Government “Future Partnership” paper – collaboration on science and innovation

Scientists and the academic world predominantly supported remaining in the EU during last year’s campaign. Some of them are still most reluctant to come to terms with Brexit, fearing that our educational and scientific institutions will be out on a limb, unable to collaborate with their European colleagues while being  denied access to the sources of funding which they enjoyed prior to Brexit.

This latest Government paper, entitled a “Future Partnership” paper as opposed to the “position papers” which came out two weeks ago, attempts to provide some reassurance.

Whether it will succeed is another matter. The paper begins by cataloguing our collaborative ventures and lists some of the non-EU bodies through which collaboration will still be possible on Brexit. Then follows the usual wish list, summarised by Paragraph 13:-

“It is the UK’s ambition to build on its uniquely close relationship with the EU, so that collaboration on science and innovation is not only maintained, but strengthened. Therefore, as part of the new, deep and special partnership, the UK will seek an ambitious science and innovation agreement with the EU that will support and promote science and innovation across Europe both now and in the future.”

Great stuff, but the desire to continue co-operation is nuclear research and the EU’s space programme is just that – a a desire.   It points to non-EU participation in the EU’s Horizon 2020 research programme.  “We want to continue to work closely with these EU bodies” is a repeated message but will the EU want to work closely with us? At the moment, discussions on areas such as this seem a long way off. Recent statements by Michel Barnier, the EU’s Chief negotiator, suggest that until there is some significant movement on resolving the issue of avoiding a “hard” Irish border,  the scope of talks is not going to be broadened.

My old teacher is spinning in his grave

I read an article in Nature journal yesterday.

Now, I don’t want you to run away with the idea that I spend my time browsing the academic scientific literature. I don’t. I prefer history. No, this article was pointed out to me by a scientist friend who was apoplectic about it.

And with reason.

Remember that Nature is regarded by many as the premier scientific journal in the world. It was founded in 1869 and prides itself on being the most cited journal on record. Scientists compete ferociously to get published in it, knowing that their work will be taken seriously as a result.

But the article I will draw your attention to is entitled “Scientists should not resign themselves to Brexit“. It is written by a chap called Colin MacIlwain, a freelance journalist with a degree in “Economics and Social Change in Britain”. You can read the whole thing HERE if you like, but to save you the trouble I will summarise. He says that Brexit will be bad for science, that scientists are jolly clever people, that science is very important and that therefore Brexit must be stopped to make life easier for scientists.

I will leave it up to you to decide if a decision voted for by more than 17 million people should be overturned for the convenience of a few thousand working in one particular industry; I’m more interested in the column itself.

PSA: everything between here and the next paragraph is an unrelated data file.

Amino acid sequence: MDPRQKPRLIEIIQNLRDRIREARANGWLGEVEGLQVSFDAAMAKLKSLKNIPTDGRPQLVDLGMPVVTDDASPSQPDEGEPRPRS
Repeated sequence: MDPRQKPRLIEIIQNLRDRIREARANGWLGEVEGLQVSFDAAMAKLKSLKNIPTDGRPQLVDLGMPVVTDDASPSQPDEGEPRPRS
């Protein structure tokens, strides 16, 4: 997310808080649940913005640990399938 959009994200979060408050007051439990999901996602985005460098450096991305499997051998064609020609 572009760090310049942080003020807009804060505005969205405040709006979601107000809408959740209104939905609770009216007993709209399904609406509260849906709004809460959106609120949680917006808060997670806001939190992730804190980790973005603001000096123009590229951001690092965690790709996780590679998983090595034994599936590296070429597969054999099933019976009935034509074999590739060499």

Nowhere does the author offer any evidence that Brexit will be bad for science. Will UK universities suddenly stop doing science? Will vast numbers of scientists be made redundant? Will British industry stop doing research to develop new products? Facts? Data? Nope, none of that.

Instead he falls back on emotional feelings. “The mood in science departments is universally grim”, we are told. And other people are upset too: “It isn’t just EU-born students, postdocs and staff who are unsettled: countless spouses and offspring feel dejected and unwanted in the United Kingdom, too.”

Again, no evidence or data. We just have to take the author’s word for it that a few thousand people are feeling a bit upset.

Helpfully, the author makes his own feelings very clear. He tells us that there was a “loose coalition of dissenters, doubters and right-wing jackals who voted to leave Europe”. Has the author gone out and surveyed a representative sample of Leave voters to reach this conclusion? Apparently not. He is just telling us his views.

But does Mr MacIlwain want to know about our views or our feelings? Obviously not. “Commenting on this article is currently unavailable” we are firmly told.

Sadly this attitude is all too prevalent among the more extremist remainers. They consider themselves better than we Brexiteers, or at least better able to understand the complex issues involved in Brexit. They sneer at us – I particularly like that bit about “right-wing jackals”. They believe that their views should take precedence over ours. They despise the democracy that puts great issues into the hands of the people.

Well, they are entitled to their views. What I find puzzling is that a prestige scientific journal such as Nature should publish an article that is so short on fact and so long on feelings and opinions.

When I was a lad my science teacher was a strict old boy. He caned more of our class than all the other teachers put together. And he had a saying that he drummed into us endlessly. “Facts! Facts! Facts! Science is about facts. Leave your emotions at the door, boy. Here we deal with Facts!”

How he must be spinning in his grave.